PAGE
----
screen wriTer

Don­ald Clarke on Daniel Day-Lewis’s catch­phrase

The Irish Times - Friday - The Ticket - - Opinion -

Weeks be­fore he picked up an Os­car nom­i­na­tion or won a Golden Globe, Daniel Day-Lewis had al­ready re­ceived the great­est pos­si­ble trib­ute for his per­for­mance in the mag­nif­i­cent There Will Be Blood. Type the phrase “i drink your milk­shake” into Google and, if you have the ex­pres­sion in quotes, you will be pre­sented with some 80,000 re­sults.

Day-Lewis, who plays an in­creas­ingly de­ranged oil prospec­tor in the flick, fi­nally has his own catch­phrase. Mem­bers of the pub­lic of­ten ask Michael Caine to con­firm that he only wanted “the bloody doors” blown off. Al Pa­cino is, I would guess, fre­quently asked to in­tro­duce pun­ters to “his lit­tle friend”. Now, ev­ery time Daniel passes a fast food restau­rant, he will have to en­dure pun­ters wav­ing flavoured dairy bev­er­ages in his di­rec­tion.

Given that the ex­pres­sion ap­pears in the last few min­utes of the film, we are un­able to con­sider the con­text in any de­tail. Never mind. It is Day Lewis’s de­liv­ery that mat­ters. The first three words are de­liv­ered in a strong, as­sertive – though still dis­ci­plined – growl that fails to pre­pare us for the bel­low that con­veys “milk­shake!” Then the ac­tor makes a deep slurp­ing noise and, now hol­ler­ing like a man who’s just sat on a sharp­ened chilli pep­per, closes the deal with “I DRINK IT UP!”

The phrase ap­pears in par­o­dies, tributes and blogs. One in­dus­tri­ous fan has mashed the line into Kelis’s Milk­shake (a naughty song about some­thing other than fast food), laid the mix over footage from There Will Be Blood and posted the im­pres­sive re­sult on YouTube. Blood nuts can now dis­cuss their feel­ings about Paul Thomas An­der­son’s film on a site called – you’re way ahead of me – idrinky­our­milk And so forth.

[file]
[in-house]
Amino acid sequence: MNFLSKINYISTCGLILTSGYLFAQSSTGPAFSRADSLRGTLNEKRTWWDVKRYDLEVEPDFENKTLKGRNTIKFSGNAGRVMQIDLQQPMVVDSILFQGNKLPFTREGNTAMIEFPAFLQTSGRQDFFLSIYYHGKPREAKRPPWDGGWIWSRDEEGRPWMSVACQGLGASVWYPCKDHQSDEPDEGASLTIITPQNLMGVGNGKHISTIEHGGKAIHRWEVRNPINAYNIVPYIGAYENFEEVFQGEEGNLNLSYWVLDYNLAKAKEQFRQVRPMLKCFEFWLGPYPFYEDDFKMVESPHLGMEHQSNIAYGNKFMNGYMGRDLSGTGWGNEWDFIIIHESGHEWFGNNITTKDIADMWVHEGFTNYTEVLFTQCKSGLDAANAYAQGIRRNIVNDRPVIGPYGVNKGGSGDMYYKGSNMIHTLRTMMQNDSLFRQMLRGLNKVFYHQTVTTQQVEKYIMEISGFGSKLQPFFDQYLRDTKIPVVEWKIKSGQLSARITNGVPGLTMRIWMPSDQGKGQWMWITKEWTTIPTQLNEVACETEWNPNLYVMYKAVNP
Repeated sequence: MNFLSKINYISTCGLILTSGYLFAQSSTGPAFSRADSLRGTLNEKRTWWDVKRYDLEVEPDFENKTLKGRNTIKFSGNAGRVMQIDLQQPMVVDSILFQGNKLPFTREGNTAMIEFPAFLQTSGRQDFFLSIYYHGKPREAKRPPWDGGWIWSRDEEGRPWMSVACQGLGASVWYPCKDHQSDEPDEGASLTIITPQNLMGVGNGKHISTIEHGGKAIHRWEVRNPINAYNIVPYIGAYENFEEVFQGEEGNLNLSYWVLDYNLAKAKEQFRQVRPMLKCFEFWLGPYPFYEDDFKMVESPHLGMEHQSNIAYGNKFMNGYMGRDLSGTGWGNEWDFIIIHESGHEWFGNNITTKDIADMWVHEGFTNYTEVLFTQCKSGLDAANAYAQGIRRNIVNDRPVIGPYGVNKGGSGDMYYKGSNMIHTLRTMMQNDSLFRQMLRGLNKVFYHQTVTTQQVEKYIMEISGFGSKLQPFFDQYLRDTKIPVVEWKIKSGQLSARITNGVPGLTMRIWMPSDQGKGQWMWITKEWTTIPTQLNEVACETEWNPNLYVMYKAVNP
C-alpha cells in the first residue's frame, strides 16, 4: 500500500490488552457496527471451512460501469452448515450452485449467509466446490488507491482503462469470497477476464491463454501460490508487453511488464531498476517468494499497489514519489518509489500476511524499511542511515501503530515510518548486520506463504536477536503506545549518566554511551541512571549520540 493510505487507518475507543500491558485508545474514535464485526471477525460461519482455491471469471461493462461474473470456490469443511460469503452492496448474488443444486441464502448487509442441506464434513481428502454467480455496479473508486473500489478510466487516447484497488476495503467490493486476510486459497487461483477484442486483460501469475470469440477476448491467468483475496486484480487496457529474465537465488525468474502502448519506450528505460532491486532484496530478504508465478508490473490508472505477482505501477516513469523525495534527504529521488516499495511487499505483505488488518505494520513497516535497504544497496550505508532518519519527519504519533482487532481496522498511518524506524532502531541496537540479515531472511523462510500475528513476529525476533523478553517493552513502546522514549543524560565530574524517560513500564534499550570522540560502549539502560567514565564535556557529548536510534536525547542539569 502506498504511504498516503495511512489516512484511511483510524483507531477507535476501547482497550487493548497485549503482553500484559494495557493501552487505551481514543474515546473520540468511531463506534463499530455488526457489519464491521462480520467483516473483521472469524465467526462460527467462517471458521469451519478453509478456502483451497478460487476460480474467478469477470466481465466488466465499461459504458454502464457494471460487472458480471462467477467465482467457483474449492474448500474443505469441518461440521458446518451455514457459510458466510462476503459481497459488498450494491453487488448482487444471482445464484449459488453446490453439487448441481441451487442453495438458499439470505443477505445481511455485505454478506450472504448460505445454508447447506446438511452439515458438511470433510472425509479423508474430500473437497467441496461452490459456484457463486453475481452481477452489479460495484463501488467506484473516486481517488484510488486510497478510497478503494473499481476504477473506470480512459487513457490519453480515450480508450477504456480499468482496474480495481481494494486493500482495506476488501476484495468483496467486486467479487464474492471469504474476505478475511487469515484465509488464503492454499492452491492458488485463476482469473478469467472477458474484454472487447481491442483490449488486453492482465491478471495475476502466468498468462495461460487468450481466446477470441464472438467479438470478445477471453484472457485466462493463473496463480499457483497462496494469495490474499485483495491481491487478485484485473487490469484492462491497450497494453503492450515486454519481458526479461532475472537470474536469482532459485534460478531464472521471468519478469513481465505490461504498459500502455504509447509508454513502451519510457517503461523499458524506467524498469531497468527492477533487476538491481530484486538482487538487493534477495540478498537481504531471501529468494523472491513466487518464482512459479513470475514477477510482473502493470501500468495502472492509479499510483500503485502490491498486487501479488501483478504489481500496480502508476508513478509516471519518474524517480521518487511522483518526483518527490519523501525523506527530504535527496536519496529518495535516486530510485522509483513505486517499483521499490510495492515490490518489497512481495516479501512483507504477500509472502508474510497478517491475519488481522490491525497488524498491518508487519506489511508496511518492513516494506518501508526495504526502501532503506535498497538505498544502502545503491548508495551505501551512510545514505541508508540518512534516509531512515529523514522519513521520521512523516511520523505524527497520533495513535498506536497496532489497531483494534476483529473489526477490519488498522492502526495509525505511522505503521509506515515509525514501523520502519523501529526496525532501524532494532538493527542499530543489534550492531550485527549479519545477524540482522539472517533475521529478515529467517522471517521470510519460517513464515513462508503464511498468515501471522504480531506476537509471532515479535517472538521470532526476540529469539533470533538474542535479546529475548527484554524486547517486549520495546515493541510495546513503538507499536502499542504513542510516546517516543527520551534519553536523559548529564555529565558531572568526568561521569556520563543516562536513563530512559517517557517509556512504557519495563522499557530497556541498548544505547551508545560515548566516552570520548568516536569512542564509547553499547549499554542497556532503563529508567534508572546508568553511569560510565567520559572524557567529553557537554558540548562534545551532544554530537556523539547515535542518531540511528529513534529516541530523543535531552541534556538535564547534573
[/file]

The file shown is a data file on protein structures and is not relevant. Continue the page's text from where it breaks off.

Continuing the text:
What gives a phrase such res­o­nance? Well, the lines that achieve time­less­ness tend to fall into two cat­e­gories: those that jump off the page as per­fectly formed apho­risms, and those that gain dis­tinc­tion through the ac­tor’s de­liv­ery. The Venn di­a­gram that con­tains th­ese two sets does, of course, fea­ture a sig­nif­i­cant de­gree of over­lap.

When, in Gone With the Wind, Rhett But­ler snaps “Frankly my dear, I don’t give a damn,” it per­fectly sums up the char­ac­ter’s frus­tra­tion at Scar­lett O’Hara’s in­fu­ri­at­ing wil­ful­ness. But the line would never have be­come so fa­mous with­out Clark Gable adding that ec­cen­tric stress to the word “give” (al­legedly to dis­tract from the mild pro­fan­ity at the end of the sen­tence).

By way of con­trast, much as we love Lauren Ba­call, it would take a real chump to kill the sul­try ac­tor’s fa­mous quip from To Have and Have Not. “You know how to whis­tle, don’t you, Steve? You just put your lips to­gether and blow.” Even Jes­sica Alba might have made that fine line sing.

“I drink your milk­shake” be­longs ex­clu­sively to the other set. The phrase does de­liver an el­e­ment of plot, but it has be­come fa­mous be­cause, in just four short blasts, it of­fers a sum­ma­tion of Daniel Day-Lewis’s de­li­ciously weird, darkly funny, end­lessly un­pre­dictable per­for­mance.

He had bet­ter grow to like it. The words might tail him to the grave. dclarke@ir­

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